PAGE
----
This process is also applied to Fan Pages, but apparently with a small twist. It seems, based on what I have been able to learn, that an additional weighted data point in this determination of what will or will not be important to you, is how popular the Fan Page is – or rather, how many Fans/Likes it has.

So, let’s put aside for a moment the fact that Facebook blindly ignores the importance of letting us control what appears in our own newsfeeds ourselves, however, the hubris of determining what is important to us based on what we click on when the majority of updates are text only requiring no click through is mind numbing.

I have been a reticent champion of Facebook in the past, especially during the first Google Buzz push and then the G+ push, because the FB lead in the market is much too big for what amounts to a challenge from a competitor that is only fielding an iterative combatant. And with the new Timeline profile pages Facebook will solidify a bit more its hold on its audience with what is almost (but not quite) a next gen roll out of functionality. But having said all of that, I really, really resent their dogged dependence and faith in this lame algorithm and their continued need to herd us as users to the experience that delivers for them the best chance to monetize our interactions.

Seriously, Facebook, let us determine how we want to interact and let us determine who to remove or hide from our newsfeeds. And then build a predictive algorithm based on our organic engagement and put some work into figuring out how to build a business model from there. Herding us is just going to drive us away. And we won’t be going to Google, or Twitter, or Tumblr.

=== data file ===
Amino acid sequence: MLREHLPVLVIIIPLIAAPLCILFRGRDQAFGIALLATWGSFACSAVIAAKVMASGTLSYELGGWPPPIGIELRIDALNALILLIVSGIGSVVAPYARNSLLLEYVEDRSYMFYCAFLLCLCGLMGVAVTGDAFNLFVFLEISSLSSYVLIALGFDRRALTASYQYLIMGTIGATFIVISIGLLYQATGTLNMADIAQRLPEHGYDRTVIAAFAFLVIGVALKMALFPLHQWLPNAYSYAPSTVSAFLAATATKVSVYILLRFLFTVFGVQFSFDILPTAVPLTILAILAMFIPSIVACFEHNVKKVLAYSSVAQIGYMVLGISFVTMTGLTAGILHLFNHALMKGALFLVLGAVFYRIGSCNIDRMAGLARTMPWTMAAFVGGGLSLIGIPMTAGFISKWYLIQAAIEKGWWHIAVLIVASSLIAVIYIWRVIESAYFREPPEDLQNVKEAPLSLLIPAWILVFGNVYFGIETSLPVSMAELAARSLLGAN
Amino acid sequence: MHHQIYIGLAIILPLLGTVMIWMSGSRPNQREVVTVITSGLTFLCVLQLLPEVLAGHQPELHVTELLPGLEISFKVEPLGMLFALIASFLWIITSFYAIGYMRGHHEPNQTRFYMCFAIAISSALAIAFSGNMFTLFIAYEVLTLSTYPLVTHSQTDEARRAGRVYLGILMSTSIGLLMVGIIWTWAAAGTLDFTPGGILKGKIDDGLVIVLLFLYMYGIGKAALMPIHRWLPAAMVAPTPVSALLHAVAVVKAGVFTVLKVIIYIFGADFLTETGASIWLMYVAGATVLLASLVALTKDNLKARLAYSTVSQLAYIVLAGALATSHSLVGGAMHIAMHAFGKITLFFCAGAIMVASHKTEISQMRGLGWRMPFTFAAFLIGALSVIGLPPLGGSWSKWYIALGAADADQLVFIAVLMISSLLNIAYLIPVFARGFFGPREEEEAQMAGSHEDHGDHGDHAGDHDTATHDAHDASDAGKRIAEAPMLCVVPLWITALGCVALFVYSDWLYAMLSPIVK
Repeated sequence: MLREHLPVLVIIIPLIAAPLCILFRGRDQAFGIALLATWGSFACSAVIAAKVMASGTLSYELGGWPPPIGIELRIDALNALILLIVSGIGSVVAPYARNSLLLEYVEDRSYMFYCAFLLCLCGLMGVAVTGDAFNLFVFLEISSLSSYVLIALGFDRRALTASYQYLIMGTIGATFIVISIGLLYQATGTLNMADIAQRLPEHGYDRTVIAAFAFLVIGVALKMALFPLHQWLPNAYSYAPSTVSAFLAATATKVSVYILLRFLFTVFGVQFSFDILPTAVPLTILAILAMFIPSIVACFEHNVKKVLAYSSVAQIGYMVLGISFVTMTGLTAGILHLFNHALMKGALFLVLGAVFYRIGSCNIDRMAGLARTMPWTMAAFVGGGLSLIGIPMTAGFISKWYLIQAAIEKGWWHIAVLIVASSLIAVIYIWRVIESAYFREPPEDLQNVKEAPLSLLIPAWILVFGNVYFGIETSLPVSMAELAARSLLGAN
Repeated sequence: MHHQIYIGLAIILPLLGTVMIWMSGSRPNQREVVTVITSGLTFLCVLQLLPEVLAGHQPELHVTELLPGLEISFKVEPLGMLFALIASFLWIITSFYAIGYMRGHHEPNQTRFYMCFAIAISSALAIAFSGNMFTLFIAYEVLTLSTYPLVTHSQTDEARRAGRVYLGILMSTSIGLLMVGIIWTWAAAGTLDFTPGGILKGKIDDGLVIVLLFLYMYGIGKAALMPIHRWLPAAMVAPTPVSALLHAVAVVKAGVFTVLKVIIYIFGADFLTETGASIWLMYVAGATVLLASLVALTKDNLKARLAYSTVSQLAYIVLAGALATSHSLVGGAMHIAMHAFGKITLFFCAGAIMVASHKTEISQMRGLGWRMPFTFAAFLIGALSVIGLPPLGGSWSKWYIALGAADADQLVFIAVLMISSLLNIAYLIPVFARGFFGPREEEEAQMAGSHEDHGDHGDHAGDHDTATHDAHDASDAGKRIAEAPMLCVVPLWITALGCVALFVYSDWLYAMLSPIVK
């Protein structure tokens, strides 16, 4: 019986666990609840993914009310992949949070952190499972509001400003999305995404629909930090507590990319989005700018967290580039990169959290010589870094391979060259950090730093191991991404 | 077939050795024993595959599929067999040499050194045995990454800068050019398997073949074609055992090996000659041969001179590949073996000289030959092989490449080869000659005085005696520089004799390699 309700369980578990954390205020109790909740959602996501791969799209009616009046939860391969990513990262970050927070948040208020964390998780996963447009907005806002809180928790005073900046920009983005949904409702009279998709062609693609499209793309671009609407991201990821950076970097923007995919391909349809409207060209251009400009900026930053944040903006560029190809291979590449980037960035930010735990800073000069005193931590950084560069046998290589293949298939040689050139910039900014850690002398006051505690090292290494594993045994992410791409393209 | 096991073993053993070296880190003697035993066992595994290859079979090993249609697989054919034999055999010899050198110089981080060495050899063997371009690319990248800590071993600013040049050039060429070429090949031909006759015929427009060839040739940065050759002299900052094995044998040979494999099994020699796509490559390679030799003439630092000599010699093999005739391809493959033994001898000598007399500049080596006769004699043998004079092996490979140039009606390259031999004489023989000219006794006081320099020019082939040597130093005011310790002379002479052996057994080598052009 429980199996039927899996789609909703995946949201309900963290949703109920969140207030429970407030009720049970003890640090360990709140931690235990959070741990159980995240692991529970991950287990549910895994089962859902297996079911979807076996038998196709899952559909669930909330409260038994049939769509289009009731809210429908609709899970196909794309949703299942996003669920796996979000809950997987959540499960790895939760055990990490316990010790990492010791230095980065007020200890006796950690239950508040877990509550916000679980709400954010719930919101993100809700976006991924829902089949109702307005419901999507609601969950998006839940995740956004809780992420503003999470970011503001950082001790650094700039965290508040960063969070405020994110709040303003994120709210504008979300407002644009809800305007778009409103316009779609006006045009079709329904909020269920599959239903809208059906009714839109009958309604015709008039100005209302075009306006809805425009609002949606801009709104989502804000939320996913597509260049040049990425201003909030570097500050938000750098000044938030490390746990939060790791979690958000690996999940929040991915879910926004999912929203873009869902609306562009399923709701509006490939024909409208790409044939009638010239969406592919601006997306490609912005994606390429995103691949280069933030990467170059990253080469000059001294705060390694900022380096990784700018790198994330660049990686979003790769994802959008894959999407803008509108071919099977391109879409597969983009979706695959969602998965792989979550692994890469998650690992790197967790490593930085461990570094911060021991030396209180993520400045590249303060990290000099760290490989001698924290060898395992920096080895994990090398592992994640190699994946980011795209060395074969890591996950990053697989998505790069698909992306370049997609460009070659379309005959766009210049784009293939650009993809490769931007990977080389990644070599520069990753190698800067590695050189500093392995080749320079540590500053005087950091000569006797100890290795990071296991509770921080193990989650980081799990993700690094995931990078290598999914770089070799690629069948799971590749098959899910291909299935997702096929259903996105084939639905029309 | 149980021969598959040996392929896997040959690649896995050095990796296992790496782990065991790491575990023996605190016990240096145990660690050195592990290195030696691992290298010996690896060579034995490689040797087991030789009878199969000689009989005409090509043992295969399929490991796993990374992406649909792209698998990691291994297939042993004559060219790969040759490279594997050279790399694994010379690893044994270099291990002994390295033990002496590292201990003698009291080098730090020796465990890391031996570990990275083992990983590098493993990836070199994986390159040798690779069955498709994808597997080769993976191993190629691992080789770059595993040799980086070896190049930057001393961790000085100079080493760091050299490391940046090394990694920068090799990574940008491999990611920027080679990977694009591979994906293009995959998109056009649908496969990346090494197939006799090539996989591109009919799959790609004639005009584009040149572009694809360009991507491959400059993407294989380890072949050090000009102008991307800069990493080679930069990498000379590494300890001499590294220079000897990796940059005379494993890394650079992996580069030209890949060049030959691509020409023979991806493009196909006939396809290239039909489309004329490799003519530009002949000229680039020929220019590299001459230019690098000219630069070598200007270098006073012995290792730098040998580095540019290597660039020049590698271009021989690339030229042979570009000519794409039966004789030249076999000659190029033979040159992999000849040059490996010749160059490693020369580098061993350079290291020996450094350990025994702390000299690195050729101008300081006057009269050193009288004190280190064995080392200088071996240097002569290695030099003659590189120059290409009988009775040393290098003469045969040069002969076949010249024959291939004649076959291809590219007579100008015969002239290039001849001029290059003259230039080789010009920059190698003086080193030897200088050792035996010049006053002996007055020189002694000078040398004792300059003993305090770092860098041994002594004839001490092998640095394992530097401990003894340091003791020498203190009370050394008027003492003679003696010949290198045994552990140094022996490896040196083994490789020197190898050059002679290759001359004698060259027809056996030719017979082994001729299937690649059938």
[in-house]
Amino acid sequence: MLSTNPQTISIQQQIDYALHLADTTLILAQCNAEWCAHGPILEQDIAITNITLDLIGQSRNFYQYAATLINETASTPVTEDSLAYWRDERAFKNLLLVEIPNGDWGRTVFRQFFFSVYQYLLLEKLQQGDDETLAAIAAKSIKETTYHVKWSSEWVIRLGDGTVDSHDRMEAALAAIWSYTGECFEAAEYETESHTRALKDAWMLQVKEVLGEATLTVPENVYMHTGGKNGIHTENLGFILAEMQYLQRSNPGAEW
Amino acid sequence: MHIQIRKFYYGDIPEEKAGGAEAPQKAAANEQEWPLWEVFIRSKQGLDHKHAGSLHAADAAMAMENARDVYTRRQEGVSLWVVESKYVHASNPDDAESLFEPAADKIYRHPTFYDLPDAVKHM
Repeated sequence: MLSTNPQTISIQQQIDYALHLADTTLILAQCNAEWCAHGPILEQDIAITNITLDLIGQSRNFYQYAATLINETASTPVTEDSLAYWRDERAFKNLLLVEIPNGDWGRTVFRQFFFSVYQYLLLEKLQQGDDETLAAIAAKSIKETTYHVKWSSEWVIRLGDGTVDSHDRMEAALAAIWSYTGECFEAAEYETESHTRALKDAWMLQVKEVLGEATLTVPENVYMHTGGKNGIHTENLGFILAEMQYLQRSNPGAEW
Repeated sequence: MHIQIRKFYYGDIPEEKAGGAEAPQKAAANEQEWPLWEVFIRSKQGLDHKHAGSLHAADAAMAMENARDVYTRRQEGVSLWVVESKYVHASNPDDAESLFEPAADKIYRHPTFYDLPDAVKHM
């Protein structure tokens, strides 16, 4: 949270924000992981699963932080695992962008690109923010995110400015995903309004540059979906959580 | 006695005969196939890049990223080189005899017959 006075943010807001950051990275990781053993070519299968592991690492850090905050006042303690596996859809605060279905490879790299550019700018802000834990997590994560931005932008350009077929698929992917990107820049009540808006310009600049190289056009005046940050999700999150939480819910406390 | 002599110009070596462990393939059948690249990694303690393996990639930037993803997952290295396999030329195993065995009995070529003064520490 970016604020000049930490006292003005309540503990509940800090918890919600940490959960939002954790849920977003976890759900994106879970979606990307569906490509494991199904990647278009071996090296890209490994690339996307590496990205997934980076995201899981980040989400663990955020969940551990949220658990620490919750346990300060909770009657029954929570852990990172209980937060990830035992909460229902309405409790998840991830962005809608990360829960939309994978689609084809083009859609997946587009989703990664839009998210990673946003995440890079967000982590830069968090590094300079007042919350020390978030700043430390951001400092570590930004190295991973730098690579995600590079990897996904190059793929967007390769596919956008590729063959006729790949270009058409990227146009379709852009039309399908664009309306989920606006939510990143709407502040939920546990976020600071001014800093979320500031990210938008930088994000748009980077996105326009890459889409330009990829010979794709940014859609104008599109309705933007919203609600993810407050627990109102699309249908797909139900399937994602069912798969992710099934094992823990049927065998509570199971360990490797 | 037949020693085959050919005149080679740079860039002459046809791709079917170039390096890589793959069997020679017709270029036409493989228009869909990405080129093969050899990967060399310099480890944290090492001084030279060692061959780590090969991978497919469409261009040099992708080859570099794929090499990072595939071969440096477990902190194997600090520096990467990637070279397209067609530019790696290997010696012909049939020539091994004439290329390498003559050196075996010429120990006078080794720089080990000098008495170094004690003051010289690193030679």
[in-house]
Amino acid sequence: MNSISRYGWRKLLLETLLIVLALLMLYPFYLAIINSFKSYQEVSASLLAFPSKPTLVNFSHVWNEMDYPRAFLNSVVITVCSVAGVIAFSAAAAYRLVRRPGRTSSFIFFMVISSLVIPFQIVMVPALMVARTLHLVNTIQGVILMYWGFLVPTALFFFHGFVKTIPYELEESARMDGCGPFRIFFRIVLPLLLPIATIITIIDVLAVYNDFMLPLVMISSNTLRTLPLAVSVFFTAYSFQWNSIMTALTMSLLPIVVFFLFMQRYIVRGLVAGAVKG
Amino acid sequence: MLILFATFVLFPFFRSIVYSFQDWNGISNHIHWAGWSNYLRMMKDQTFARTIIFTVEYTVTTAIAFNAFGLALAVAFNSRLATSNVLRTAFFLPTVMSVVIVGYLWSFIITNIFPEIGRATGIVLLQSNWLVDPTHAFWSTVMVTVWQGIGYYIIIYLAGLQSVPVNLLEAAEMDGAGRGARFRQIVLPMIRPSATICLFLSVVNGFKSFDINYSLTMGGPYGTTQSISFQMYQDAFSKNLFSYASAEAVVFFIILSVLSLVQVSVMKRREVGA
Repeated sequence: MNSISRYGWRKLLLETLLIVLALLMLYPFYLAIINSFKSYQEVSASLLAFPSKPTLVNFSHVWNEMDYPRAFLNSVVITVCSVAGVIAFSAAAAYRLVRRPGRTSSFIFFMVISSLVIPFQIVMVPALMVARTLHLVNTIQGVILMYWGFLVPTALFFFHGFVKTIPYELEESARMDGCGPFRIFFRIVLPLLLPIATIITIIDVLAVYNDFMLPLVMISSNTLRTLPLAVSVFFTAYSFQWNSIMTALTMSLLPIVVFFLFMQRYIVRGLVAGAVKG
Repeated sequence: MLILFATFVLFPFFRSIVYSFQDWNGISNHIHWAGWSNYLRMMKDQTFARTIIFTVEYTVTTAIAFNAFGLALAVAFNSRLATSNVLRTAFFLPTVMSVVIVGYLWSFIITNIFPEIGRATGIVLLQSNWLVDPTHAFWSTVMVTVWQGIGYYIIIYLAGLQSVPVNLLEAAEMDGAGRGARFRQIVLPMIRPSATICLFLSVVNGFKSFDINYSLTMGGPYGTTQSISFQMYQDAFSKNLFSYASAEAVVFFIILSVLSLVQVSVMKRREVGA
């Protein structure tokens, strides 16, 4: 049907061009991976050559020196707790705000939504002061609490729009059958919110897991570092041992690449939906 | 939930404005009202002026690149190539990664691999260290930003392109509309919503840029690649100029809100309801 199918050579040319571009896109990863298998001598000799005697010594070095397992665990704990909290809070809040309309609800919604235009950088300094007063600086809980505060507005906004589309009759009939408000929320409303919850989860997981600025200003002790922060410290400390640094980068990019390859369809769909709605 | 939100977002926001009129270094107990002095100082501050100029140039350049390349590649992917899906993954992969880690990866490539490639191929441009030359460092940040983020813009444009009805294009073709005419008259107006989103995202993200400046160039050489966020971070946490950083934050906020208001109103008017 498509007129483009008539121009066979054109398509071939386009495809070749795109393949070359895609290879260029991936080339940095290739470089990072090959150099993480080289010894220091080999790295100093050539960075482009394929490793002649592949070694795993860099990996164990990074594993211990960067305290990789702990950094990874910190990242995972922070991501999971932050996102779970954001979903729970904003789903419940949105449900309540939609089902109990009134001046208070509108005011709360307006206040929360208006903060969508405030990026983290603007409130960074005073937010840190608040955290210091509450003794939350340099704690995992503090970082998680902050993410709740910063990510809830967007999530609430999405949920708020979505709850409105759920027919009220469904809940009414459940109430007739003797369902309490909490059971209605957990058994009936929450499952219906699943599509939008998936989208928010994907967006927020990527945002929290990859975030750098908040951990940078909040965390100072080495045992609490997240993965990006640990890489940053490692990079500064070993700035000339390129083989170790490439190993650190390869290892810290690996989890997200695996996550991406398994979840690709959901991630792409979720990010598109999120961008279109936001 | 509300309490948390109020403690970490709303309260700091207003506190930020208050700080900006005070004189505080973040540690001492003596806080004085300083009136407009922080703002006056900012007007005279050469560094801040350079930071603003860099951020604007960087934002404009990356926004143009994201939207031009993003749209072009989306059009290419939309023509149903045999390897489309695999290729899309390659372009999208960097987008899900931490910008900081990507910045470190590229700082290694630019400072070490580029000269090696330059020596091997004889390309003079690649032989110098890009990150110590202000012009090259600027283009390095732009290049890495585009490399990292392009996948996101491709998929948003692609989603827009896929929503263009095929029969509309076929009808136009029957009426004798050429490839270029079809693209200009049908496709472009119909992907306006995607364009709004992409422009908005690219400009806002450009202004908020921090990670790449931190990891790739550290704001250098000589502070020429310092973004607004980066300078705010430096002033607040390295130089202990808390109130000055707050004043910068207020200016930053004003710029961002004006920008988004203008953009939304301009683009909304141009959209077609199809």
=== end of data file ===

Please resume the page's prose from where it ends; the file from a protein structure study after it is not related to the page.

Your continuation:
We make a big deal as industry professionals and social cognoscenti about how FB and Google and Apple and MS all have our personal data and will sell it to any and all bidders and in the process paint big wet hard to miss targets on our foreheads and by extension have a claim on our souls. But the truth is, only current data is of any real value to these companies – they will be able to get a certain amount of leverage out of our historical data, but it is our immediate interactions that are the most valuable.

They are all, after everything is said and done, just websites and services, and once we move on – their ability to maintain their hold on us dries up very quickly. A social behemoth like Facebook can lose all of its relevance in the market without an exerted effort in less than 3 years – the average amount of time it would take a modern teenager to go through High School and decide they don’t want to be on the same social platform as their parents.

The average lifespan of smart devices (mobile phones, Tablets, PCs, etc – including iPhones and iPads) is probably a year – so most any communication platform is less than two years away from obsolescence. Especially once it is realized that the vast majority of new adopters (our teenage population) is terrifically fickle and ready to bolt the moment they feel like they are being lectured or herded in any way.

And the rest of us? Well, we will follow our kids to whatever option it is that pops up that lets them engage the way they want to and not the way you want them to.

Just like we did when we followed them to Facebook and left MySpace a ghost town without nary a glance back.

(For more info on Edgerank and how it works a good starting place, as with all things FB related, is All Facebook and from there you can spread out pretty easily.)

One Trackback

  1. […] Powers That Be have slowly slipped away from that very hard and fast rule. Now with the addition of EdgeRank and the perceived need to target ads better and deliver more relevant content, the ability to see […]